The State of UK Spectrum for PMSE Wireless

Tuomo Tolonen | April 12, 2016

And what you can do to help

Firstly, let’s bring you up to speed:

The last 15 years have seen the explosion of mobile telephones, and  then, in rapid succession, the demand to have fast wireless internet  access available on these devices. It’s fair to say that with the  increasing use of smartphones, RF spectrum has never been in such  widespread use by the general public. Consequently, the rights and  licenses to use that spectrum are now big business in a way they never  were before.

Over a similar period of time, the use of wireless microphones and  IEMs have also increased dramatically. The PMSE (Program Making and  Special Events) sector uses wireless devices daily from applications  including touring, theatres, education, sporting events, newsgathering  and television broadcast. As the microphone is the first device in the  signal chain, it is imperative that it operates without any interference  as this would be detrimental to any application.

The so-called UHF bands IV & V (470MHz-862MHz) is where the  demands and requirements of PMSE and the mobile sector collide. UHF  spectrum has excellent propagation characteristics and is of great  benefit to any users. These bands have long been used by television  broadcast and PMSE has used the so-called White Spaces (unused spectrum)  in between active television transmitters. However, over the last  decade, we have seen large swathes of UHF spectrum auctioned to the  mobile sector — making the interference-free use of wireless technology  by PMSE users much more difficult.

What's happening now?

In the UK, following the World Radio Conference in November 2015, OfCom announced its intention to clear a further 100MHz for  mobile use as early as 2020, meaning over 200MHz of spectrum will have  been lost from professional users since 2012. This additional loss of  spectrum might make the operation of wireless microphones and IEMs at  some large events impossible due to the lack of sufficient  interference-free spectrum. The problem is further compounded by a decision to permit White Space Devices to operate alongside pro wireless equipment in the remaining UHF bands.

Technology has a role to play here. Over the past few years, wireless  mic manufacturers including Shure have created new systems that are  much more spectrally efficient, and can operate reliably within a much  narrower RF range. But these systems still need clean RF spectrum in  which to operate. Technological advances can make the best of reduced RF  availability, but eventually, there will be a limit.

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At the World Radio Conference 2015, regulators gathered to discuss the  future of spectrum. The key focus at this years event was the proposed  realloc… 

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As a relatively new development in the ongoing debate about the future  of spectrum, Whitespace Devices are often overlooked or misunderstood.  In this… 

What will happen next?

In the UK, work is currently  taking place by OfCom to find replacement spectrum for PMSE use on a  shared basis in the 960-1164MHz band (currently used by the Civil  Aviation Authority). While this is welcome, it's moot whether it can  replace the spectrum that has been lost for PMSE use. Pressure groups in  the creative industries, such as BEIRG have  a role to play here; more key industry players emphasising the  significant contribution professional wireless mics make to the UK's  economy and cultural capital would help. Where would the UK tourist  industry be without the draw of the West End theatre, the Glastonbury  festival, Glyndebourne, live Shakespeare at Stratford, or live sports  broadcasts, all of which now make heavy use of professional wireless  technology?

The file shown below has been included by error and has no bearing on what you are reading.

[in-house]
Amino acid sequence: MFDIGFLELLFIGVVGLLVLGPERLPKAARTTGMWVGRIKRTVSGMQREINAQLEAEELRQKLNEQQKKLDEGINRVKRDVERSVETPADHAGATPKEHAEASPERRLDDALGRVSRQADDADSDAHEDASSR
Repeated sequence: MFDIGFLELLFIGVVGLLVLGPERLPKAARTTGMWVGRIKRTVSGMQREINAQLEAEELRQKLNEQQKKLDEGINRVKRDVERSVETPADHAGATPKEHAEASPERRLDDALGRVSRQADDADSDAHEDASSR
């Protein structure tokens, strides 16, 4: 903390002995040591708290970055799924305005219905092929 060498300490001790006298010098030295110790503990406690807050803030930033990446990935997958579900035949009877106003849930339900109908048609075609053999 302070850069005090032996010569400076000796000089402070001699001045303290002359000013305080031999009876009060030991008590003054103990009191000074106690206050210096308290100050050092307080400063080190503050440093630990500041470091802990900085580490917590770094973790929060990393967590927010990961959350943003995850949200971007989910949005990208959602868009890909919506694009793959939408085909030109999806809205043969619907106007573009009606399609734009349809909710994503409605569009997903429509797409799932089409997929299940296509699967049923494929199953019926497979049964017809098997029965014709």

What can you do to help?

1 - Bolster your wireless knowledge

As audio professionals, it’s important we stay up-to-date with the  latest technology to make the best of the spectrum available to us. To  mitigate risk, we will have to get better at coordination, and we need  to utilise new technology (such as digital wireless systems) for their  spectral efficiency.

To help professionals keep on top of the constantly changing spectrum  landscape, we regularly run Shure Wireless Mastered seminars, and  frequency coordination training through our Wireless Workbench  Masterclasses. To register, or to find out more, visit sai.shure.co.uk

2 - Help us help OFCOM asses compensation for PMSE wireless users 

As many of you will know, Ofcom recently announced their decision to  make the 700MHz band  available for mobile data by mid 2020.

Before any changes take place, OfCom is requesting submissions to a ‘PMSE Financial Questionnaire’ to  help ascertain how much funding should be made available to compensate  professionals whose wireless equipment will be left fully or partially  redundant.

Shure and BEIRG strongly urge those individuals or organisations  whose equipment will be negatively impacted to complete the  questionnaire which can be found at the link below before the 13th May  2016.

http://stakeholders.ofcom.org.uk/consultations/700-clearance-cfi/

Tuomo Tolonen

Tuomo is the Pro Audio Group Manager at Shure UK. He has a great interest in all things RF and often is on-site at events to assist with RF co-ordination. In his spare time Tuomo still talks about RF and recently entered the Guinness Book of Records for talking about wireless for 72 hours straight. Being from Finland but having lived in Germany, the U.S. and now the U.K. Tuomo is an Arsenal and Bayern Munich fan, and switches his support throughout the season. In addition he is German during World Cups, Finnish during Winter Olympics, and English between June and September when the weather is good.